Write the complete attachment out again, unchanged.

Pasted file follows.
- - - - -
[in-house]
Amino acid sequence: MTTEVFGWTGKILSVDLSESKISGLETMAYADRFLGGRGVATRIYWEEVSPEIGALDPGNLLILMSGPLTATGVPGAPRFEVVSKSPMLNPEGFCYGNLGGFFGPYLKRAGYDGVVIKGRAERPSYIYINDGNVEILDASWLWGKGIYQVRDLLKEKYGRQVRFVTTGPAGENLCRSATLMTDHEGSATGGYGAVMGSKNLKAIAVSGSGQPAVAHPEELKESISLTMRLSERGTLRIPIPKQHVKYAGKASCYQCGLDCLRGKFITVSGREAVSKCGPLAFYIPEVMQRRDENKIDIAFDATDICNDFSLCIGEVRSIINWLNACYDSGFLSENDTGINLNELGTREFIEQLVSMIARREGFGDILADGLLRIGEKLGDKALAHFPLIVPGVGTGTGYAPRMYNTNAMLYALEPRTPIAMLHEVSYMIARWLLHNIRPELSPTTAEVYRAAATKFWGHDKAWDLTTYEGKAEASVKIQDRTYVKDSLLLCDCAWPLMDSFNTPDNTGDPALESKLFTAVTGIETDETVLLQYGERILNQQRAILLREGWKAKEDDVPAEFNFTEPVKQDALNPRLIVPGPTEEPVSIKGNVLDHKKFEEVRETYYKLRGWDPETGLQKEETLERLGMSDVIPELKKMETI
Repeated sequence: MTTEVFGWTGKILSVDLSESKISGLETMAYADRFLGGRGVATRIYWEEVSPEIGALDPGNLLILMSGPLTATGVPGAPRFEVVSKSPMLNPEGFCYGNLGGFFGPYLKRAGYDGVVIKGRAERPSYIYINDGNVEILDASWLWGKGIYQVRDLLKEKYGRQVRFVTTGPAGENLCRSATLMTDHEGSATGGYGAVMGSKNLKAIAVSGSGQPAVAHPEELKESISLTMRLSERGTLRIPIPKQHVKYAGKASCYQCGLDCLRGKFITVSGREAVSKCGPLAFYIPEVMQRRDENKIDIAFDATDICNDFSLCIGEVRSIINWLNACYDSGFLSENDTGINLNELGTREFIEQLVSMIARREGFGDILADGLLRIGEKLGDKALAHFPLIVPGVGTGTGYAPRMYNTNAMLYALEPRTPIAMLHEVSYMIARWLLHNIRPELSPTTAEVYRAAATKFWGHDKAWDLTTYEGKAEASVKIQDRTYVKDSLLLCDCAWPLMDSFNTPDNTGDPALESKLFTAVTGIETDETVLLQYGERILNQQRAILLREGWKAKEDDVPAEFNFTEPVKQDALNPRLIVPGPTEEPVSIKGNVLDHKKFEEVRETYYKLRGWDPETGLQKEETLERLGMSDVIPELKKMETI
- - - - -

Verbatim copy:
[in-house]
Amino acid sequence: MTTEVFGWTGKILSVDLSESKISGLETMAYADRFLGGRGVATRIYWEEVSPEIGALDPGNLLILMSGPLTATGVPGAPRFEVVSKSPMLNPEGFCYGNLGGFFGPYLKRAGYDGVVIKGRAERPSYIYINDGNVEILDASWLWGKGIYQVRDLLKEKYGRQVRFVTTGPAGENLCRSATLMTDHEGSATGGYGAVMGSKNLKAIAVSGSGQPAVAHPEELKESISLTMRLSERGTLRIPIPKQHVKYAGKASCYQCGLDCLRGKFITVSGREAVSKCGPLAFYIPEVMQRRDENKIDIAFDATDICNDFSLCIGEVRSIINWLNACYDSGFLSENDTGINLNELGTREFIEQLVSMIARREGFGDILADGLLRIGEKLGDKALAHFPLIVPGVGTGTGYAPRMYNTNAMLYALEPRTPIAMLHEVSYMIARWLLHNIRPELSPTTAEVYRAAATKFWGHDKAWDLTTYEGKAEASVKIQDRTYVKDSLLLCDCAWPLMDSFNTPDNTGDPALESKLFTAVTGIETDETVLLQYGERILNQQRAILLREGWKAKEDDVPAEFNFTEPVKQDALNPRLIVPGPTEEPVSIKGNVLDHKKFEEVRETYYKLRGWDPETGLQKEETLERLGMSDVIPELKKMETI
Repeated sequence: MTTEVFGWTGKILSVDLSESKISGLETMAYADRFLGGRGVATRIYWEEVSPEIGALDPGNLLILMSGPLTATGVPGAPRFEVVSKSPMLNPEGFCYGNLGGFFGPYLKRAGYDGVVIKGRAERPSYIYINDGNVEILDASWLWGKGIYQVRDLLKEKYGRQVRFVTTGPAGENLCRSATLMTDHEGSATGGYGAVMGSKNLKAIAVSGSGQPAVAHPEELKESISLTMRLSERGTLRIPIPKQHVKYAGKASCYQCGLDCLRGKFITVSGREAVSKCGPLAFYIPEVMQRRDENKIDIAFDATDICNDFSLCIGEVRSIINWLNACYDSGFLSENDTGINLNELGTREFIEQLVSMIARREGFGDILADGLLRIGEKLGDKALAHFPLIVPGVGTGTGYAPRMYNTNAMLYALEPRTPIAMLHEVSYMIARWLLHNIRPELSPTTAEVYRAAATKFWGHDKAWDLTTYEGKAEASVKIQDRTYVKDSLLLCDCAWPLMDSFNTPDNTGDPALESKLFTAVTGIETDETVLLQYGERILNQQRAILLREGWKAKEDDVPAEFNFTEPVKQDALNPRLIVPGPTEEPVSIKGNVLDHKKFEEVRETYYKLRGWDPETGLQKEETLERLGMSDVIPELKKMETI